There are many cyber security related professional certifications out there, but not all are equal in terms of knowledge covered and the way it is tested. We wanted to avoid the scenario of individuals simply attending “boot camps” and passing an exam, so our criteria for recognising a professional certification is that it should: provide the right breadth and depth of cyber security knowledge; be vendor neutral; require an examination; require evidence of professional practice; and require continued learning or periodic recertification. As you’d expect, we’ve spent a lot of time reviewing professional certifications and currently the only one we think meets our criteria is the International Information System Security Certification Consortium’s (ISC2) Certified Information Systems Security Professional (CISSP). Consequently, we’ll recognise CISSP plus an ISC2 endorsement of being in good standing as evidence of foundational knowledge.
Finally, like professional qualifications, the criteria for professional membership can vary. Institutions that offer professional membership must define and validate a suitable breadth and depth of cyber security knowledge; be vendor neutral; and require evidence of professional practice. We believe that full membership of the IISP meets this and again will recognise this as suitable evidence of foundational knowledge.
I want to stress that the above is not a closed book; it’s our starting position. We’ll continue to review qualifications and certifications to see if we can expand what we recognise. For example, we are exploring expanding our recognition of degrees to include courses supporting the new degree apprenticeship standard. In the longer term we would expect the Cyber Security Body of Knowledge (CyBOK) to become the standard against which the gaining of foundational knowledge will be judged.
If you think we have missed something, let us know.
The experience-only route
Whilst we believe that what has been laid out above is a fair and inclusive way of recognising foundational knowledge, we are also aware that there are good professionals out there who do not fall into any of these categories. We are therefore devising an experience-only route.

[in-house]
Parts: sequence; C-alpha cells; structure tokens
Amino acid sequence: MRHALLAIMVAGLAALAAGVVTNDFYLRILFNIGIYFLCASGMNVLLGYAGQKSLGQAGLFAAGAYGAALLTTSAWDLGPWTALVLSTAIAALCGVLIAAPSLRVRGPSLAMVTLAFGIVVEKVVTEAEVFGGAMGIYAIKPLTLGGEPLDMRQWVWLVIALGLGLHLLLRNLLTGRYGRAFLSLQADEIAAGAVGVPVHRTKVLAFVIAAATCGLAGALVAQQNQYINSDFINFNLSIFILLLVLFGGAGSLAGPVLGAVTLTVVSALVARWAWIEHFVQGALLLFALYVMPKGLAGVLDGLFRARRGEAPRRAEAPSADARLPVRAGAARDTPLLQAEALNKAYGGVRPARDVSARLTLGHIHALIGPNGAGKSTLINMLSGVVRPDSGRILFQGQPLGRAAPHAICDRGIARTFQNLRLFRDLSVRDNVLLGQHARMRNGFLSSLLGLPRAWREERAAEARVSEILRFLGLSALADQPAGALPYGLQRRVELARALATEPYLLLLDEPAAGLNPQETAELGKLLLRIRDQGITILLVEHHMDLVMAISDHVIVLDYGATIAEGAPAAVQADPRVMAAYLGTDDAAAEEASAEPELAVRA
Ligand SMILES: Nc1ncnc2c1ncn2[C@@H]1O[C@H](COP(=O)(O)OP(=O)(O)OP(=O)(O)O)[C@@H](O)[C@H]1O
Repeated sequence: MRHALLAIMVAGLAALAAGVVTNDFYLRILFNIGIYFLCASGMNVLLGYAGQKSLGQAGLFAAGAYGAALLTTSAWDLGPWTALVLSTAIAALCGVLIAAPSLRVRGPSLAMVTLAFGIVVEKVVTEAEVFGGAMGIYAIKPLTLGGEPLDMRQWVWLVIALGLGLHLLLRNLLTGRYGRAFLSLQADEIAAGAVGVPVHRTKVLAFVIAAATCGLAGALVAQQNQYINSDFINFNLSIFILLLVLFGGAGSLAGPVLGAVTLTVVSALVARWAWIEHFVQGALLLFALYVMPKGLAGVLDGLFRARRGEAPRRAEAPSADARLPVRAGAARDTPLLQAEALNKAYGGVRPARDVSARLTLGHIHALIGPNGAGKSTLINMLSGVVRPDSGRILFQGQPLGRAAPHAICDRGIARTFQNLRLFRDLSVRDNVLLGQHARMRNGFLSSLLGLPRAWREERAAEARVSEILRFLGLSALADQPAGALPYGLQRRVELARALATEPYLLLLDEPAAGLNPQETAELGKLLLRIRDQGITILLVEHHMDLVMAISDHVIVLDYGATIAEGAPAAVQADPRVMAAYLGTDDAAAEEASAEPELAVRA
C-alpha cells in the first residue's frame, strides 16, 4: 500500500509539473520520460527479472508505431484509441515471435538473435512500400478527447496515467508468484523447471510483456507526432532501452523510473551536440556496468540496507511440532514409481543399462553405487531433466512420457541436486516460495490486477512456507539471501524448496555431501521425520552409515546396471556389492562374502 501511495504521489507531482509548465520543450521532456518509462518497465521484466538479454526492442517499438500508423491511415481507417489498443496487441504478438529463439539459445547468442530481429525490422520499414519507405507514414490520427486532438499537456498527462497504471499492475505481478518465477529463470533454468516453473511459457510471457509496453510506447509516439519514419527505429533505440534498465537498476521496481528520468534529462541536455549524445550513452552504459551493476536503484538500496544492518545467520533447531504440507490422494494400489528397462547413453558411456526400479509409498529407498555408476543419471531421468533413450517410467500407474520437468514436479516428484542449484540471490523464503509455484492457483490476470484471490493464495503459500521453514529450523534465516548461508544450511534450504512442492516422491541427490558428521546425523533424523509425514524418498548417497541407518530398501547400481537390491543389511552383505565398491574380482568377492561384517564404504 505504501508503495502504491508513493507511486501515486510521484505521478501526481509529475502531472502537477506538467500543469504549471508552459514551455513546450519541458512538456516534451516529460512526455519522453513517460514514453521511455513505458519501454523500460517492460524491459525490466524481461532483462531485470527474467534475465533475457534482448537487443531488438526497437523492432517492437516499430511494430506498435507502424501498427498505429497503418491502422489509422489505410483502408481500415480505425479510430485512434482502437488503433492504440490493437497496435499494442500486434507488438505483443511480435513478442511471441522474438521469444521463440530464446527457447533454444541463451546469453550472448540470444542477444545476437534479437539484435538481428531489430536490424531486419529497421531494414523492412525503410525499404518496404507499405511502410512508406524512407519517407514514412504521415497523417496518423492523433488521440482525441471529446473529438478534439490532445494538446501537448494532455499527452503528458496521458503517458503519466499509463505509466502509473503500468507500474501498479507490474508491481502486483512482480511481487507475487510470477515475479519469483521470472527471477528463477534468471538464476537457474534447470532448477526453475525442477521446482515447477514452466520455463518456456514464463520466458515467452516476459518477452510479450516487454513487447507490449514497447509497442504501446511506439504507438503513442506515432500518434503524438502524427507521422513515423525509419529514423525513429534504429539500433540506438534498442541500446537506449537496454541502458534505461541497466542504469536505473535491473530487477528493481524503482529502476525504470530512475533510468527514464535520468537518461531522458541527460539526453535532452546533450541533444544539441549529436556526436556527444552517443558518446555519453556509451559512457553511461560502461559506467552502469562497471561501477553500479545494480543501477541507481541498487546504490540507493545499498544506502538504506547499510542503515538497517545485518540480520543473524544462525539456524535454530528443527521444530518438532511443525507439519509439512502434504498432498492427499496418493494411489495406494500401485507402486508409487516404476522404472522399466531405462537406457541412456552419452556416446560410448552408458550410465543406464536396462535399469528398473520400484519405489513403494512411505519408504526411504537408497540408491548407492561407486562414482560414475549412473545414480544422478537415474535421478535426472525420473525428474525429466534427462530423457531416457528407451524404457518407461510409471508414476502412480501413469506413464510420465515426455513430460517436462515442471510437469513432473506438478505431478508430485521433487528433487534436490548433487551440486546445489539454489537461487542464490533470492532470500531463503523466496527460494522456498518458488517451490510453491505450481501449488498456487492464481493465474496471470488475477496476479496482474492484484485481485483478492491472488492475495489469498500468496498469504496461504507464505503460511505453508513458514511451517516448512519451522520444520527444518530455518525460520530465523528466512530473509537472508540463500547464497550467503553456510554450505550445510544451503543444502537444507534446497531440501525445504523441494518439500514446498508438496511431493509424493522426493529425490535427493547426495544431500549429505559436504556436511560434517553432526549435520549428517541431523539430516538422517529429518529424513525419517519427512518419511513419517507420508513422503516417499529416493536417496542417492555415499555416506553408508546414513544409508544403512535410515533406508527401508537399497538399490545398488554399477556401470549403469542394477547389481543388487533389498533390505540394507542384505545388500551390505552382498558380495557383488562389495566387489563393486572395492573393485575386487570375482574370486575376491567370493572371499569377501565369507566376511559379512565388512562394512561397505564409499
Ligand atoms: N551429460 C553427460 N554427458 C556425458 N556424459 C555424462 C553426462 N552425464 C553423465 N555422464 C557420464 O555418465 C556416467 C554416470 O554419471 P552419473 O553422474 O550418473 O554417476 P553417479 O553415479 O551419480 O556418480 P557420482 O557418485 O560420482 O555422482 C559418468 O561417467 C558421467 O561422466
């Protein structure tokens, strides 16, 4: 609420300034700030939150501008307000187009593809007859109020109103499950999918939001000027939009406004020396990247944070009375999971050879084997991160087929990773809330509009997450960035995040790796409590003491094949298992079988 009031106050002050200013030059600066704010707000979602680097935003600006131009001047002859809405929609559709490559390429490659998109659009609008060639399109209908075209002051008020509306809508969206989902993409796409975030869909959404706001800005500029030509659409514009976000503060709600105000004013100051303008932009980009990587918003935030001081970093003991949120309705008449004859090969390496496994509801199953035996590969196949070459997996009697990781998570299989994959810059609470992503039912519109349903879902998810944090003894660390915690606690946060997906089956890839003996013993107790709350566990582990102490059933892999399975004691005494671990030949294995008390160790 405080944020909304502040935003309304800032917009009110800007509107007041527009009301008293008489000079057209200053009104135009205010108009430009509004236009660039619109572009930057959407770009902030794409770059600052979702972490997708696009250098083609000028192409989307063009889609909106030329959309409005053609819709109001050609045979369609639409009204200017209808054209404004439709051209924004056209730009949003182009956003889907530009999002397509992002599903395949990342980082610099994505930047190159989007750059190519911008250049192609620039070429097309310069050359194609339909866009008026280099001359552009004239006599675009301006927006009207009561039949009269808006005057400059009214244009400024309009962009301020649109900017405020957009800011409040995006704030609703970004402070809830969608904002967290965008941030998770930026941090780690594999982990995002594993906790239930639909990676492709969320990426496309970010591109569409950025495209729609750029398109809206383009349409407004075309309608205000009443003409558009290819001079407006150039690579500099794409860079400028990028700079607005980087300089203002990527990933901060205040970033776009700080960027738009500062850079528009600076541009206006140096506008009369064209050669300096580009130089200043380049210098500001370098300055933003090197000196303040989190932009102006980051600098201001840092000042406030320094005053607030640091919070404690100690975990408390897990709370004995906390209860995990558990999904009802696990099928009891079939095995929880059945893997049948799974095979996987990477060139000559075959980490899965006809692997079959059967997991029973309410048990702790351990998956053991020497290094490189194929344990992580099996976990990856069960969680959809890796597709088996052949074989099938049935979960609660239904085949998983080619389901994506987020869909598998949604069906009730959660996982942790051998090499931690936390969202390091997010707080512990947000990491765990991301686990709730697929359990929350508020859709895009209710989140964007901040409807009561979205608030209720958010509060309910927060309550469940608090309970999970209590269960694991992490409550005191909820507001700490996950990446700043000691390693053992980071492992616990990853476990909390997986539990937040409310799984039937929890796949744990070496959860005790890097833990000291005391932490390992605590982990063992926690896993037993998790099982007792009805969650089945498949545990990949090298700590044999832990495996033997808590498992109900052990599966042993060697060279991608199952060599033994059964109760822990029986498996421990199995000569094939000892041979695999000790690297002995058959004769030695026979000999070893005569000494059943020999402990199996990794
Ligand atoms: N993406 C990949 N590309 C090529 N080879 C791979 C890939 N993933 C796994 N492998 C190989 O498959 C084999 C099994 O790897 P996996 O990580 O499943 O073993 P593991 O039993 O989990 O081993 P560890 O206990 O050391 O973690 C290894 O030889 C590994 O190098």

We still need to ensure that people choosing this route can demonstrate that the experience they have gained in the workplace has the right depth and breadth. We are planning on using the CyBOK as the basis for this. Our current thinking is that individuals would elect to demonstrate how their work experience demonstrates they have acquired foundational knowledge in an agreed number of the 19 Knowledge Areas. NCSC will publish the number of areas at a future date. This would be documented in a technical CV that they would submit for review and if accepted the applicant would then go on to be interviewed. If they are successful at interview they’ll meet the criteria for foundational knowledge and will then be eligible to apply for their chosen CCP specialism(s).
We’ll be providing further information on this as the pilot work informs our thinking.
A word to the Head Consultants of our Certified Cyber Security Consultancies
If you are one of these, you’re probably thinking you’ve seen this before. Head Consultants will have been through a very similar assessment as part of their company’s application to the Certified Cyber Security Consultancy scheme. Part of this process includes assessment of foundational knowledge by the NCSC as well as an interview by senior members of our technical community. If you fall in to this category, and you are a Head Consultant in either Risk Management or Security Architecture, you will automatically qualify for CCP certification in that specialism. We’ll be contacting all our Head Consultants in due course to discuss.
We do recognise that these are big changes, and we want to get them right. The pilot will help us do this and inform how we plan to transition from the old roles to the new specialisms. This will be a major focus for our planning work in the New Year. We’ll blog again as things progress.
As before, if you have any thoughts on the above, you can let us know in the comments below or by contacting us directly.